Jessica Michek and Harry Parkhouse contributed to this post.
After large protests erupted in Istanbul’s Gezi Park and Taksim Square at the end of May, quickly spreading across the country, Turkey dominated the news. But as that unrest died down and as the rest of the Middle East grew even more chaotic Turkey disappeared from the headlines. In the last several weeks, however, we have witnessed the Turkish government beginning to react to the summer’s events. While not as captivating as the earlier protests, several events, ranging from the cautiously hopeful to the slightly peculiar, are noteworthy for what they indicate about the careful balance Prime Minister Recep Tayyip Erdoğan and his Justice and Development Party (AKP) are trying to strike in their politics, both foreign and domestic.
Last week, BPC began a series on recent developments in Turkey. Previously, we examined the AKP government’s democratization package, Turkey’s attempts to cultivate better ties with China, the potential for a split between Turkey and the AKP’s most prominent leaders ahead of Turkey’s upcoming series of elections, and the recently announced U.S.-Turkish partnership to combat violent extremism. This week, we continue our coverage with the revelation that Turkey had broken the cover of an Israeli spy ring on Iran, and Turkey’s changing position towards the Syrian rebels.
For recommendations on how the United States should address these changing dynamics in Turkey, watch out for the report of the BPC’s Turkey Task Force, chaired by former U.S. Ambassadors to Turkey Morton Abramowitz and Eric Edelman, From Rhetoric to Reality: Reframing U.S. Turkey Policy, that will be released on this Wednesday, October 23.
The Syria Question: Turkey’s Difficult Position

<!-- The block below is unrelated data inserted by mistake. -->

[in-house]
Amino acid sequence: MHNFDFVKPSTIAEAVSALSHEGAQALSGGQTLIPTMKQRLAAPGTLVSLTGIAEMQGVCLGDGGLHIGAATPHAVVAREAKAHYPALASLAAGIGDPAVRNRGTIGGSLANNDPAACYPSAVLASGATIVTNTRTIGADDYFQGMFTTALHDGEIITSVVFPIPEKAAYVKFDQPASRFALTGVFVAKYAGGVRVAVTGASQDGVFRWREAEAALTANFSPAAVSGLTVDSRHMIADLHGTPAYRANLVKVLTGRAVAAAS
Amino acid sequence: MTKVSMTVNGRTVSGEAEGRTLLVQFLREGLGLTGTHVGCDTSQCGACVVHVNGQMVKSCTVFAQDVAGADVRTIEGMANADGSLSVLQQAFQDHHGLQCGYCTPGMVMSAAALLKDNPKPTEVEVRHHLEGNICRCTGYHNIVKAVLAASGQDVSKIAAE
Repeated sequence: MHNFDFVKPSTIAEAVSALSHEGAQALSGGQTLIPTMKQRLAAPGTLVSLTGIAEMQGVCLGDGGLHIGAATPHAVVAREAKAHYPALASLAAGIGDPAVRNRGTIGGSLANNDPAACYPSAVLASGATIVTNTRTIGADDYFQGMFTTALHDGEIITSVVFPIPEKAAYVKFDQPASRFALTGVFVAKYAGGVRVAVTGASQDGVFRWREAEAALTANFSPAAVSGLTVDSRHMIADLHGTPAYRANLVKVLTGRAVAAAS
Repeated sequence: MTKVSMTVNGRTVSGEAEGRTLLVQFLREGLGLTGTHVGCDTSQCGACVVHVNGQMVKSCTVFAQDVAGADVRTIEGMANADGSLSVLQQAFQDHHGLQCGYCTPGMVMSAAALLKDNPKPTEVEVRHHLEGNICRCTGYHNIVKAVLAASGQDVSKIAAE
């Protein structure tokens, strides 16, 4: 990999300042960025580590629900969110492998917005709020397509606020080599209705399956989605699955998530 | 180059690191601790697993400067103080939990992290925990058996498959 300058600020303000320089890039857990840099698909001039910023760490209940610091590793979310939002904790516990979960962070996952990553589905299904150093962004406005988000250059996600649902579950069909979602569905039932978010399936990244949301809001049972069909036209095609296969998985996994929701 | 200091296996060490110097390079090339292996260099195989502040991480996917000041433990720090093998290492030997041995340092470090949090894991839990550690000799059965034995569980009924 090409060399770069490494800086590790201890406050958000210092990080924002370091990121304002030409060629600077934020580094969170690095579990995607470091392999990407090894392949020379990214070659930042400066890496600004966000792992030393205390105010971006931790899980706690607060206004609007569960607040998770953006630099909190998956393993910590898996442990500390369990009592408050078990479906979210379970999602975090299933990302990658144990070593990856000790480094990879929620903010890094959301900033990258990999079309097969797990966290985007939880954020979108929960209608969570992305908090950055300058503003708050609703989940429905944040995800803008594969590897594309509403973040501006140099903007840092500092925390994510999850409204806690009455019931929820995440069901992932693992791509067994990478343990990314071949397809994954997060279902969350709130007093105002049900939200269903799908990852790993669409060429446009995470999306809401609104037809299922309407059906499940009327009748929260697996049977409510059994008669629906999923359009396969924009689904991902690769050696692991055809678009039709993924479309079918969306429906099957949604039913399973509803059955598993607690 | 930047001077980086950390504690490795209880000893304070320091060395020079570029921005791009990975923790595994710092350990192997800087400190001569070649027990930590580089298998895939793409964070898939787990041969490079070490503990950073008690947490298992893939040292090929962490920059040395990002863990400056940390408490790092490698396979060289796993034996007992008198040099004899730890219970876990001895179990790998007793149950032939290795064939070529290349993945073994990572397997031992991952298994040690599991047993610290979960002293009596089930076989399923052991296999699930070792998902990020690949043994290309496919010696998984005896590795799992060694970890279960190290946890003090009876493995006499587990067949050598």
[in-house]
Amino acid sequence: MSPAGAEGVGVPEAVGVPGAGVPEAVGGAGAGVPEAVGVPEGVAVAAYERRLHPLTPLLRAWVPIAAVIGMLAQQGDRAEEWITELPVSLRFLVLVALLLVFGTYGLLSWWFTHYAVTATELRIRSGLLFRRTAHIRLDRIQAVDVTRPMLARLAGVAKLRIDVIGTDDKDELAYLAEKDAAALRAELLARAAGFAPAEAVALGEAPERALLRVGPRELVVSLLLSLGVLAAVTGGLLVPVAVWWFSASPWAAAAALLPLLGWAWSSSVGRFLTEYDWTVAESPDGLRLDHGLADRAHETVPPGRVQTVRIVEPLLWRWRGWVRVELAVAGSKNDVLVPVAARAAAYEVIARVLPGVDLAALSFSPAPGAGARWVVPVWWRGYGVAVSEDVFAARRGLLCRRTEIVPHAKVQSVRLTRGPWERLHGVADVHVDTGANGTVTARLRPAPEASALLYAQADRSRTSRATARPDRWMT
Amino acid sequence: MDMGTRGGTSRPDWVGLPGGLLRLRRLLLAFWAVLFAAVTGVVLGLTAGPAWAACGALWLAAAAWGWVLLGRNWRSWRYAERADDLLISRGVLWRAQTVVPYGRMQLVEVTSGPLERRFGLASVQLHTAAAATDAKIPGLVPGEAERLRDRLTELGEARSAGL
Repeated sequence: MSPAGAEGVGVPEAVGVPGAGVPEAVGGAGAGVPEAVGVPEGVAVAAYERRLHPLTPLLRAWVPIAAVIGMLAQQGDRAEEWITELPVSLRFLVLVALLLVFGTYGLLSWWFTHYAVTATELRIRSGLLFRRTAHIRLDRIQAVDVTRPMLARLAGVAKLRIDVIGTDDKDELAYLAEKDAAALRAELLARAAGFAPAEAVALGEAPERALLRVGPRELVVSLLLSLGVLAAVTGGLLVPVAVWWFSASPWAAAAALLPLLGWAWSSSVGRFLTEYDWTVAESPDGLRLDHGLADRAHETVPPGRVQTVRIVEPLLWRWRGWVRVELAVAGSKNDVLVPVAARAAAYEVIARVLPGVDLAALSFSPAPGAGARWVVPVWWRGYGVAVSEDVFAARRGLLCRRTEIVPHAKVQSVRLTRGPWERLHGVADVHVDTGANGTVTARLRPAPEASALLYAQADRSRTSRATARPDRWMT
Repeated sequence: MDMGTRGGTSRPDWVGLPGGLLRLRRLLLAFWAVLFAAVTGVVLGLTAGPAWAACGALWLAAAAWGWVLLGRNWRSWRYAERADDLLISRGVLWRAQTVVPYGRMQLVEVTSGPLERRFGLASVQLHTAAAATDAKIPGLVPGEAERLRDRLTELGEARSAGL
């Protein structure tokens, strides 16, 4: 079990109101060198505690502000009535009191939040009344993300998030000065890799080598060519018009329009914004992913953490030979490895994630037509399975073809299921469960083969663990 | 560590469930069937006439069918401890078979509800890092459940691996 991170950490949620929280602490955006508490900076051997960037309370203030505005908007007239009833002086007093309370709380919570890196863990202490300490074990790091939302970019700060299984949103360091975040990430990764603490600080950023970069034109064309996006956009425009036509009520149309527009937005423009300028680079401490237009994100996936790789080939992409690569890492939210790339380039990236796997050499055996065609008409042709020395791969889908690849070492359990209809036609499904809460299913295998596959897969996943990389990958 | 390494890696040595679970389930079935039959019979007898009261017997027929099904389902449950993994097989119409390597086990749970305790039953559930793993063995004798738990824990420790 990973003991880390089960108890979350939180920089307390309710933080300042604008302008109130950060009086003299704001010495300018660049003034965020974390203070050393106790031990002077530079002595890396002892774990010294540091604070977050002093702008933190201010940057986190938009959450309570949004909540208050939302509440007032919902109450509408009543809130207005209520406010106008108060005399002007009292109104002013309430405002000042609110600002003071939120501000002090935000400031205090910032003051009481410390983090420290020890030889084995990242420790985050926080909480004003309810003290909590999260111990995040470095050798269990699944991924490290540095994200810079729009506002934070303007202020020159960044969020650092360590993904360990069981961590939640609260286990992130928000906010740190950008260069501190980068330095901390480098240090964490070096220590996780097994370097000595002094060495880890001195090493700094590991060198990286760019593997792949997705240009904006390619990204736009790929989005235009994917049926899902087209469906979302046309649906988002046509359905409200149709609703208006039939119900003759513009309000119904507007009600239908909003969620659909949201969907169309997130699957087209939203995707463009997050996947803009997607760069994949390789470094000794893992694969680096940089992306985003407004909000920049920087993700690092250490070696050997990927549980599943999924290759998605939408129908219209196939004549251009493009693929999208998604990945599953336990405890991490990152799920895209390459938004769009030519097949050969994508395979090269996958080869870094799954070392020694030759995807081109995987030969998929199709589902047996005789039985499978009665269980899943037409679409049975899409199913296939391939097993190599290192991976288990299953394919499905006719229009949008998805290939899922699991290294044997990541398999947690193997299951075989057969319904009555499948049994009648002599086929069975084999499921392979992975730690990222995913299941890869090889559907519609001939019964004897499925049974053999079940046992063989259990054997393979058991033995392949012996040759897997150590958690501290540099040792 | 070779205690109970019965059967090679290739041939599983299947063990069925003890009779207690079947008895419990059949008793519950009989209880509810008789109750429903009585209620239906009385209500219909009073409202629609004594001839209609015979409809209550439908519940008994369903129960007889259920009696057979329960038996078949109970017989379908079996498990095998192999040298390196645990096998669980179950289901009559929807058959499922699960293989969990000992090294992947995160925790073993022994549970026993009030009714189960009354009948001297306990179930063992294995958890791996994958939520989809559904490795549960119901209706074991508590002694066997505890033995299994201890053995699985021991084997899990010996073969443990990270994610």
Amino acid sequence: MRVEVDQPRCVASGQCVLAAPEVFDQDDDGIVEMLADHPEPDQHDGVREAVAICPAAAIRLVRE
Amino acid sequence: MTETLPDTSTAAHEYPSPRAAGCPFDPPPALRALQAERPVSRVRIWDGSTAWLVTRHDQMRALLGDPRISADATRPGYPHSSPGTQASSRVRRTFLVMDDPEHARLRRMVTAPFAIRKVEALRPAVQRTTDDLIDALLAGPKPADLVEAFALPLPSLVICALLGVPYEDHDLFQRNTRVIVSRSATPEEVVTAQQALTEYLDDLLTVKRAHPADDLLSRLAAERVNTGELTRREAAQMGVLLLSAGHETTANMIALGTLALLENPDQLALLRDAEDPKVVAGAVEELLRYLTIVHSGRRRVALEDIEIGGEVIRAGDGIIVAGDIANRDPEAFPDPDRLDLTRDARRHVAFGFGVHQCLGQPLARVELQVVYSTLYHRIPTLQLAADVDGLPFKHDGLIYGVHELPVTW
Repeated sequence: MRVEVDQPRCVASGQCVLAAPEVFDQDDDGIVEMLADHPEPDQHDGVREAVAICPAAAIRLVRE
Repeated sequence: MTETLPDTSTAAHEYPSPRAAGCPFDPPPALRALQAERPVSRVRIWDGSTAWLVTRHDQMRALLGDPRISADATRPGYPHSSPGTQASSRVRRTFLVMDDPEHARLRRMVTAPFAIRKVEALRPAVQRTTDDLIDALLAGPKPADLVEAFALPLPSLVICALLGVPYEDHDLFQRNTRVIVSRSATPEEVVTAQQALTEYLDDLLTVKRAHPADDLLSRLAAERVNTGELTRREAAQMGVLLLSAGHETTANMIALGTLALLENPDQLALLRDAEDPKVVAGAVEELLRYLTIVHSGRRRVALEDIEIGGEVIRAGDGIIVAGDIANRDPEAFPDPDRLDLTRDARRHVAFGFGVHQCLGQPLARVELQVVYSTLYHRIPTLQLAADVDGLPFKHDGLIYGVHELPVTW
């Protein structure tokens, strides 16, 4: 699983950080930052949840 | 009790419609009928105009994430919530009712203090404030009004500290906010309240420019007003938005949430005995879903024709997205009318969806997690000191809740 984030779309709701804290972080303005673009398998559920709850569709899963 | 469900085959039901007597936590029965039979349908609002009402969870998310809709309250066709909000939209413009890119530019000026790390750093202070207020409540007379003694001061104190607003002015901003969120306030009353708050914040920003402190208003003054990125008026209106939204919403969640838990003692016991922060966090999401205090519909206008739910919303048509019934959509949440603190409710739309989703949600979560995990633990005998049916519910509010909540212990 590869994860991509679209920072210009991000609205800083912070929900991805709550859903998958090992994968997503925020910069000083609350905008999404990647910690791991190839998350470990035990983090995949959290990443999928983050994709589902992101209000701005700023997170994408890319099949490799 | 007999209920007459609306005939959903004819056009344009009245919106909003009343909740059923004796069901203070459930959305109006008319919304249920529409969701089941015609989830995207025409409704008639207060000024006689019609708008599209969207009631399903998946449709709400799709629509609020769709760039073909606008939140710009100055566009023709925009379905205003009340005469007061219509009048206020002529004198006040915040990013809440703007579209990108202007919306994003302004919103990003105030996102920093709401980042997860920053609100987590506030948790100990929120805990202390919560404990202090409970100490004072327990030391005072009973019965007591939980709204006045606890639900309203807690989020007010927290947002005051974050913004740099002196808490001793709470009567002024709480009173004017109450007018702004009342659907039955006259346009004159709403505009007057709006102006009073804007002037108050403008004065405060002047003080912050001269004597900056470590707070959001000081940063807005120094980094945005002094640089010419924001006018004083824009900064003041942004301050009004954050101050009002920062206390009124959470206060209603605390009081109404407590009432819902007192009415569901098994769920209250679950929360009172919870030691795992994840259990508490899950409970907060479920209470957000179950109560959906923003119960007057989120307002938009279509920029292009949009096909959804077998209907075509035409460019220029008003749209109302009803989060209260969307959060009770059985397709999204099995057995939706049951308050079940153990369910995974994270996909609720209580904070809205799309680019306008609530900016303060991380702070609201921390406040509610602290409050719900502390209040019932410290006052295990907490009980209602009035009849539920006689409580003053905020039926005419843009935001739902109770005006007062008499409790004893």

At the beginning of the Syria conflict in 2011, Turkey was the first player to show its hand in full support of the anti-Assad movement. This initially involved strong vocal condemnation of the Assad regime, but then developed into active and public support for military intervention in Syria, the training of anti-Assad forces in Turkey, and the opening up of the Syrian-Turkish border for the transfer of weapons to rebel factions.
Because Western powers, especially the United States, have on several occasions misled Turkey with unfulfilled assurances that they would take active steps to directly arm the rebels, Turkey decided to independently support the most effective opposition fighting groups – extremist factions such as Jabhat al-Nusra.
Crucial to this has been the relatively open and unregulated Turkish-Syrian border, which allows for the transfer of weapons to rebel factions in Syria – largely bypassing the more moderate elements of the Syrian opposition in favor of Sunni Islamist extremists, although the Turkish government denies this. This has allowed not just for an exodus of refugees into Turkey, but also a flurry of new reserves for jihadist factions who have exploited this easy crossing into Syria – many of whom are Turkish nationals, assisting jihadist groups either as ideological fighters, mercenaries or smugglers.